Western Wall
The Western Wall in Jerusalem Photo by David Bachar
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More than 400,000 children visited Jerusalem on school field trips from September through January of the current school year, compared to about 200,000 for the entire school year two years ago, according to figures released yesterday by the Education Ministry.

The ministry expects that by the end of the school year next month, the numbers will hit half a million. The data was released in advance of Jerusalem Day, which is tomorrow.

The ministry's data also reveals that about 73,000 students have visited the City of David archaeological site, which is located south of the Old City and run by the Elad organization, while some 17,000 children have gone to the Temple Mount. Ministry staffers who deal with field trips said that while the number visiting the Temple Mount has been relatively small until now, primarily due to security concerns, Education Minister Gideon Sa'ar (Likud ) recently secured the required approval from the security authorities.

Sa'ar issued a directive requiring schools to offer their students at least three visits to the capital during their 12 years of primary and secondary education. The ministry also recently launched a program to facilitate such visits, with an estimated budget of NIS 15 million. Priority in receiving grants from this fund goes to schools from peripheral areas of the country.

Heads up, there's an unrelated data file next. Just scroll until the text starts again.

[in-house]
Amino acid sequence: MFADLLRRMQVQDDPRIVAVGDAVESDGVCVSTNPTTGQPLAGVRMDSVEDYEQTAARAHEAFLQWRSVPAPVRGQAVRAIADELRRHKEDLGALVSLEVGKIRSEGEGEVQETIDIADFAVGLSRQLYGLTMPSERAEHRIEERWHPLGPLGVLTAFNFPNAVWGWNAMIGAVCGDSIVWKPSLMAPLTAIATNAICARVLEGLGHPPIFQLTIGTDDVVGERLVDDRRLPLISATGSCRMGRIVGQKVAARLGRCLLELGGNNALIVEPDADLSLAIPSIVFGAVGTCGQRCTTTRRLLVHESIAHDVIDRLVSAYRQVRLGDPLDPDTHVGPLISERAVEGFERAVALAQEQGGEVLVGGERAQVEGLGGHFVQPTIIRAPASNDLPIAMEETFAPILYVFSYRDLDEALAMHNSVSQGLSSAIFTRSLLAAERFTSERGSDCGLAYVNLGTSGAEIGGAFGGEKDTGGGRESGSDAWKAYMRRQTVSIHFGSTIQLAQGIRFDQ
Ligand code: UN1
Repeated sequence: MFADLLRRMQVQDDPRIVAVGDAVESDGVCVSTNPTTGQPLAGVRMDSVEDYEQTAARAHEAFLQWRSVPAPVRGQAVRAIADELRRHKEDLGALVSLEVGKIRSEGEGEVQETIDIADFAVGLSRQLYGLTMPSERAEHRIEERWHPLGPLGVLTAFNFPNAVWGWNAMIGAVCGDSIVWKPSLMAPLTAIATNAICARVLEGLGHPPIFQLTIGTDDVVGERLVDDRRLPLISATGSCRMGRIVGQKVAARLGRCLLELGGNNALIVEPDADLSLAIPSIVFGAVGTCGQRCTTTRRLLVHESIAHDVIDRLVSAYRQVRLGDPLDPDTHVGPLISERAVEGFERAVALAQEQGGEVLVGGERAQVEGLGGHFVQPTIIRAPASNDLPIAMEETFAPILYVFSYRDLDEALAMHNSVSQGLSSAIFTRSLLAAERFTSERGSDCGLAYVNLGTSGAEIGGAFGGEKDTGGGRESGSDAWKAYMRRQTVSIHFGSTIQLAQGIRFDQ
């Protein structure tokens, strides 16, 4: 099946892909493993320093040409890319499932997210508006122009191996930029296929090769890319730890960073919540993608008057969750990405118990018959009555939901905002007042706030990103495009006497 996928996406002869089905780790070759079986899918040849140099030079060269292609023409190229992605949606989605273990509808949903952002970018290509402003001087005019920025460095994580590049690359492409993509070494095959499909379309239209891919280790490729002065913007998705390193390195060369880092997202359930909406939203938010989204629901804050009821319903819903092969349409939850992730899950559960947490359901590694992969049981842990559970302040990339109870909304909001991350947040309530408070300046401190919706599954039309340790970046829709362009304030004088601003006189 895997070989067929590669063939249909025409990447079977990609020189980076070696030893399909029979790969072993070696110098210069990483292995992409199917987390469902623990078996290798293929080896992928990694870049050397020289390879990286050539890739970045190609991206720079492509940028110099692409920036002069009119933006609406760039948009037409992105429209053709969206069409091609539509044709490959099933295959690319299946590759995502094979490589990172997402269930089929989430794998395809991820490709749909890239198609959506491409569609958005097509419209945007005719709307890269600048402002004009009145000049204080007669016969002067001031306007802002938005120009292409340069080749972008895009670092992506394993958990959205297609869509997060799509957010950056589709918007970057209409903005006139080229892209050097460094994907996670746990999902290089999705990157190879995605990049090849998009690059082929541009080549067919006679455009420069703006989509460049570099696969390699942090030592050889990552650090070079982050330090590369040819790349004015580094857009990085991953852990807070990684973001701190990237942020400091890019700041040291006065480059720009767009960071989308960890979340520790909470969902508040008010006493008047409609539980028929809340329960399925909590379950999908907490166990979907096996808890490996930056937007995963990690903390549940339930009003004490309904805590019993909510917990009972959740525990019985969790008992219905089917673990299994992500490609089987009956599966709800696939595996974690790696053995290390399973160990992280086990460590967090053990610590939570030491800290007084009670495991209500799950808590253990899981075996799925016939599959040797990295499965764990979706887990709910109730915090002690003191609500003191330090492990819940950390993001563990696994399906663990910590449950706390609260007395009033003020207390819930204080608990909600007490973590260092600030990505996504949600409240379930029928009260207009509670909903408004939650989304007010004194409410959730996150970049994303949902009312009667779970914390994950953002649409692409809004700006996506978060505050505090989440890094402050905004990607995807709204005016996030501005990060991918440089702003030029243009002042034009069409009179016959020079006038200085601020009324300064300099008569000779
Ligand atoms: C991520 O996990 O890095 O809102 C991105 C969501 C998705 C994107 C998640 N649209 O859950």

According to the ministry's data, the Western Wall is the most popular destination for school groups, followed by the Jewish Quarter and then the City of David. That site - located in the primarily Arab neighborhood of Silwan, where the Elad organization is encouraging Jews to take up residence - is also where Sa'ar launched the ministry's assistance program.

A teacher who accompanied a field trip to the City of David, which dates from the earliest period of Jerusalem's Jewish history, said the guides at the site delivered "indoctrination, which certainly has an impact on the students. The guides stress how this place was the cradle of Jewish history. Even if this is correct, no attention is given to the Palestinians who live a few meters away, to the multinational history of Jerusalem or the conflicts that characterize the city."

The teacher, who asked not to be identified, added: "When they show a student just the Jewish aspect of Jerusalem, he learns to ignore the 'other,' the Palestinians. In a few months, [the student] will meet them [as soldiers at army] checkpoints. And there, too, their treatment as objects, who can be made to wait in line for hours, will continue."

Ze'ev Degani, principal of Tel Aviv's Gymnasia Herzliya high school, agreed. "Jerusalem has many facets, from both a religious and a national perspective, and students ought to get to know these facets, including the fact that this is a city of two peoples," he said.

Degani's school is now planning the itinerary for its next field trip to Jerusalem. "Our students," he stated, "will also see the holy sites of Christianity and Islam, in an effort to expose them to the multireligious and multinational aspects of Jerusalem."